“Nearly one out of five youth who appeared under age 21 could purchase alcohol without age identification at the 16 professional hockey, football, basketball, and baseball stadiums in the U.S. that we assessed,” said Toomey.  “Approximately three out of four fans who appeared obviously intoxicated could easily purchase alcohol at these professional sporting events.  What this indicates to me is that we have had some success in emphasizing the importance of not selling alcohol to underage people.  The likelihood of alcohol establishments selling alcohol to underage youth was 50 to 99 percent across communities during the early 1990s.  However, we still need to get the likelihood of sales to underage youth even lower across all venues, and we have significantly more work to do to address sales to obviously intoxicated patrons.”

Mosher strongly agreed.  “A 74 percent violation rate is simply unacceptable and demonstrates that even basic steps to insure compliance with the law are not being taken.  Second, the study confirms what prevention specialists have long suspected, that alcohol sales in the stands – as opposed to the concessions – create high risk for illegal sales.”

Toomey speculated that there are several reasons for why people in the stands may have a better chance of “flying under the radar” than people at the concession booths.  “One reason may be that when alcohol is sold in the stands, it may be more difficult for the servers to hear or to see the customer to assess their age and level of intoxication,” she said.  “The servers may feel pressure to make the sale quickly in the stands, to get to all of the customers, and to get out of the way of fans who are trying to watch the game, giving the server less time to do the proper assessment.  Also, we have found that alcohol sales are less likely when managers are present … the servers in the stands may feel that they are not being watched as closely by managers compared to the servers located in the booths.”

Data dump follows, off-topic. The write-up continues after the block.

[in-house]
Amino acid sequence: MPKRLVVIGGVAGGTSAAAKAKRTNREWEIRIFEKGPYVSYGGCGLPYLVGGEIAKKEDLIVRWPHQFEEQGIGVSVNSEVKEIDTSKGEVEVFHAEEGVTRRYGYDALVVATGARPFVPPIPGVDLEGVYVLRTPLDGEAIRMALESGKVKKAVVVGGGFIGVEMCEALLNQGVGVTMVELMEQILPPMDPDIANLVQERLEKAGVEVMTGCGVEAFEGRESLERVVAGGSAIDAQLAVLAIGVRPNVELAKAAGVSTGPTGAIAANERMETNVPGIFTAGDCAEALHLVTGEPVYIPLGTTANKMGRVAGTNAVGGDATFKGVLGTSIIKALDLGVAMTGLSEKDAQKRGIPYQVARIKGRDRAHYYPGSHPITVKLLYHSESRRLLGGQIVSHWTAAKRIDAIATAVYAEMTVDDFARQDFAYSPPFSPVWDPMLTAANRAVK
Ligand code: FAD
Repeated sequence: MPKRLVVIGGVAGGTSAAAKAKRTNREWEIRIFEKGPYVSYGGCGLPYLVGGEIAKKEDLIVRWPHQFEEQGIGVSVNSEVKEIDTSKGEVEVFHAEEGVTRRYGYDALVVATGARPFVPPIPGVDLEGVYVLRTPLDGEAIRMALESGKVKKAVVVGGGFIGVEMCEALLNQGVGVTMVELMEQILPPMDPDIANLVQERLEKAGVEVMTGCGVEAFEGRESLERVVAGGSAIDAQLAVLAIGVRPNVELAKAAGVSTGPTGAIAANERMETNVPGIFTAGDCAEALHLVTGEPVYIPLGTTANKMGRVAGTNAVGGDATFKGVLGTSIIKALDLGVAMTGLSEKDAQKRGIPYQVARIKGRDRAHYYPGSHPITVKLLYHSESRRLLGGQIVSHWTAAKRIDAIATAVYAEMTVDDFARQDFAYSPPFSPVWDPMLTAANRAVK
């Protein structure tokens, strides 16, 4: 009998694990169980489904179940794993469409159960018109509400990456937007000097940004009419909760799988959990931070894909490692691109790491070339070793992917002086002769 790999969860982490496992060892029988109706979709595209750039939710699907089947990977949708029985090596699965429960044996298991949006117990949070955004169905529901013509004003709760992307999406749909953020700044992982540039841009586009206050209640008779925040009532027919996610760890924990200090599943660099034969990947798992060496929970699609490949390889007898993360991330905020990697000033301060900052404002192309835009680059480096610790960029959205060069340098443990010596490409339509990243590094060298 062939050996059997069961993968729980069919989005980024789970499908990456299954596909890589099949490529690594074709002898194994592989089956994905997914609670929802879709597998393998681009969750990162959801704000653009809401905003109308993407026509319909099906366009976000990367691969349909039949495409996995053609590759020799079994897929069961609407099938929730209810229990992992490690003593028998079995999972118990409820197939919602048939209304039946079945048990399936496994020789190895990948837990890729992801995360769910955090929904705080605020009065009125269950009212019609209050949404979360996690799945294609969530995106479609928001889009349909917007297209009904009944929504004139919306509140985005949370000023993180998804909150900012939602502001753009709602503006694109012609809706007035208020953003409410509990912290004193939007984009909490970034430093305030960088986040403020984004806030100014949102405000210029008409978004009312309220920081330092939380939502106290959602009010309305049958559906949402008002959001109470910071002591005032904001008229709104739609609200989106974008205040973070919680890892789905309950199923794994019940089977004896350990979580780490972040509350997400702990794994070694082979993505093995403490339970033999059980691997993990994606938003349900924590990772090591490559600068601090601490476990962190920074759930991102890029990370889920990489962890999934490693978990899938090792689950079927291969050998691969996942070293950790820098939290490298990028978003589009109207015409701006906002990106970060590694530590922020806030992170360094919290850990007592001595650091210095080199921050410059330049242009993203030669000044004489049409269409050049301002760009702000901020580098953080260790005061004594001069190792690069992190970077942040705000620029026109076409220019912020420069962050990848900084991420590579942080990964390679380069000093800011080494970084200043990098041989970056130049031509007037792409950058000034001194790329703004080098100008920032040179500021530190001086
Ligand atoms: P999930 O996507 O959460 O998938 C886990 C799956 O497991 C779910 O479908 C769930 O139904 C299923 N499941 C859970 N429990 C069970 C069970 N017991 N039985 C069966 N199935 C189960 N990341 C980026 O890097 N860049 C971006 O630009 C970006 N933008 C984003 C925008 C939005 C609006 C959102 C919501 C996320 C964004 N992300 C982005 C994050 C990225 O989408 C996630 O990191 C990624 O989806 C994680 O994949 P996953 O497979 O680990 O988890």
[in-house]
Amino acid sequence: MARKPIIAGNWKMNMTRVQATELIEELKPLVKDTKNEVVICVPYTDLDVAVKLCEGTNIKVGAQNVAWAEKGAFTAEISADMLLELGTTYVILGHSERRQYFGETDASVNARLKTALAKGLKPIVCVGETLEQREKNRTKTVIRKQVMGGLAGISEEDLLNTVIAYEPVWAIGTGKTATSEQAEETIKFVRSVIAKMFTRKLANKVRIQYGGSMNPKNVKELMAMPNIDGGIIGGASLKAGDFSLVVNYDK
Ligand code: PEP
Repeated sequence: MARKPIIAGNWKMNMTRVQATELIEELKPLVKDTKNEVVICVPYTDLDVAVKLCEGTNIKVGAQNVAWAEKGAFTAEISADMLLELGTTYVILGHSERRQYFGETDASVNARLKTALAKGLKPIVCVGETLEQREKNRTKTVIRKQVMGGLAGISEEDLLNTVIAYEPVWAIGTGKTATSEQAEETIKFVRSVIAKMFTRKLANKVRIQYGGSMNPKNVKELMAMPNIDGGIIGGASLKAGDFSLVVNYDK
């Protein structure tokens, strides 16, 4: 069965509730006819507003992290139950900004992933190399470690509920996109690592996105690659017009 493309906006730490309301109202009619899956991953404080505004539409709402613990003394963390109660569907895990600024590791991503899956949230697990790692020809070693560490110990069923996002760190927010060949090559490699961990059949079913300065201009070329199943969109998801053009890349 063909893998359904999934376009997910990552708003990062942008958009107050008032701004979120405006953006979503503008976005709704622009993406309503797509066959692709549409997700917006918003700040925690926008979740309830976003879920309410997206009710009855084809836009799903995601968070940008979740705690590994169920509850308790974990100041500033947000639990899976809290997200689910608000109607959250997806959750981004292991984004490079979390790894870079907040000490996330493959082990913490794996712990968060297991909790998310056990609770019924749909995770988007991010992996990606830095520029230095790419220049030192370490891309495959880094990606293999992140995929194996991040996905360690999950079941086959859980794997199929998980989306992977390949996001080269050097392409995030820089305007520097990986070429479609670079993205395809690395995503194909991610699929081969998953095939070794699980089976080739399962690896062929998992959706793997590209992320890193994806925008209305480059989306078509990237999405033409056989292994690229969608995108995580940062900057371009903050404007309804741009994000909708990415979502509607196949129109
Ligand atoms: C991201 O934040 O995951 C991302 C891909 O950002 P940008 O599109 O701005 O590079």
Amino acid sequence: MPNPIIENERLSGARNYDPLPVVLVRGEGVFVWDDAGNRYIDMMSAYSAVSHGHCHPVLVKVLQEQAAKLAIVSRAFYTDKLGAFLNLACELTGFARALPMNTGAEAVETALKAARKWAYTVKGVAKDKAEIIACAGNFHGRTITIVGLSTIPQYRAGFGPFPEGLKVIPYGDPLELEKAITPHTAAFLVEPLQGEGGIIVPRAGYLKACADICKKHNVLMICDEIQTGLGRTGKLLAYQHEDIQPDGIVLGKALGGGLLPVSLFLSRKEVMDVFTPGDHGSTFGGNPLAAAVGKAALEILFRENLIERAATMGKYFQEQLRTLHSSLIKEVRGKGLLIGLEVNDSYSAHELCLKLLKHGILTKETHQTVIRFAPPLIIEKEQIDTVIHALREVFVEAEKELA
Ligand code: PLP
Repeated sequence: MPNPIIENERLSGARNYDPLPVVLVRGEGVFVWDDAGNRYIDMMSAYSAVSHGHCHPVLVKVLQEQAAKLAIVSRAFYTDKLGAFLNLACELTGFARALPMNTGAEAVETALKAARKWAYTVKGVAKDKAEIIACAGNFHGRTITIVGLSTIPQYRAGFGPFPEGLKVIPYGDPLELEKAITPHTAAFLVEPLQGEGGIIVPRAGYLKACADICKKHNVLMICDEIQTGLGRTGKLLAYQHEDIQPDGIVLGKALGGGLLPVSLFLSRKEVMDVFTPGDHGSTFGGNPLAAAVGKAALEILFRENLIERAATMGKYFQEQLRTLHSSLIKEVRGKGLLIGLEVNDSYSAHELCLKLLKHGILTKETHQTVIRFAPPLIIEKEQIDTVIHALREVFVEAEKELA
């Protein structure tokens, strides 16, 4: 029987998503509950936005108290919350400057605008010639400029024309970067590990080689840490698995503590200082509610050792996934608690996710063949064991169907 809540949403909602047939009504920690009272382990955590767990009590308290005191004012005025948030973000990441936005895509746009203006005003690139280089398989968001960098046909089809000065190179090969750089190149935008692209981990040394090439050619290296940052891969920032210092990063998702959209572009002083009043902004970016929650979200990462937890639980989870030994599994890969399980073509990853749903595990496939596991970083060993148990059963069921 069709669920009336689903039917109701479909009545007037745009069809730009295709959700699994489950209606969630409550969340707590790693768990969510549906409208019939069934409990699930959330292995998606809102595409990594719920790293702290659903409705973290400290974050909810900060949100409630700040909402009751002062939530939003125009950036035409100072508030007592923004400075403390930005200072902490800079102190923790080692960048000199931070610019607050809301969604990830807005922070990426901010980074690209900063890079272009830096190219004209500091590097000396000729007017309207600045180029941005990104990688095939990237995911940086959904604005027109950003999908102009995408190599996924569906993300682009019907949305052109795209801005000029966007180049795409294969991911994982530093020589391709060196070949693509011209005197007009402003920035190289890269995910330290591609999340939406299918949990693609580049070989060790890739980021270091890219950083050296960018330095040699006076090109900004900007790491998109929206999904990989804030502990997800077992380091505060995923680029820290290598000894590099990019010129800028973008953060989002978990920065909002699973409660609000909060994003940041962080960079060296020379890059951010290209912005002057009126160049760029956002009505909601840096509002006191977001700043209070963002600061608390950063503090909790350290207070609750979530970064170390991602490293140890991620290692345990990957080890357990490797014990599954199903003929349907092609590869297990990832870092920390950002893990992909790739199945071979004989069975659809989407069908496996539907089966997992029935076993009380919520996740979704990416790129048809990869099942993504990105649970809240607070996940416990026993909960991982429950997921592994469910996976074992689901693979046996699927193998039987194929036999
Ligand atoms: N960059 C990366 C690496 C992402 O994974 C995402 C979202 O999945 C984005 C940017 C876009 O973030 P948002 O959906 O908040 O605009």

Mosher added that observation, or the lack thereof, is the very reason that RBS training may not work to reduce illegal sales by vendors in the stands.  He also questioned whether serving alcohol in the stands made sense strictly from a business point of view.

“We have found here in California that banning alcohol at beaches has had very positive effects, not only in terms of reducing alcohol-related violence and rowdiness at the beaches but also for local businesses that initially opposed the bans,” he said.  “Instead of reducing the number of beachgoers, as was feared, it actually increased use of the beaches, and increased sales in nearby businesses.  With the reduction in intoxicated beachgoers, people put off by the disruption started coming in greater numbers, particularly families.  I believe the same phenomenon will occur at sports stadiums.” 

Meanwhile, Toomey said there is an important message here for entire communities.  “Illegal alcohol sales affect more people than just those who are served the alcohol,” she said.  “As youth and adults become more intoxicated, they may cause disruptions, get into arguments, or injure other fans attending the games.  After leaving the events, they may damage property surrounding the stadiums or get behind the wheel and crash into other fans or individuals in the community.  This really is a larger problem that needs to be addressed by every community that houses a professional sport stadium.”

Funding for this Addiction Science Made Easy project is provided by the Addiction Technology Transfer Center National Office, under the cooperative agreement from the Center for Substance Abuse Treatment of SAMHSA.

Articles were written based on the following published research:

Traci L. Toomey, Darin J. Erickson, Kathleen M. Lenk, Gunna R. Kilian. (November 2008).  Likelihood of illegal alcohol sales at professional sport stadiums.   Alcoholism: Clinical & Experimental Research (ACER). 32(11): 1859-1864.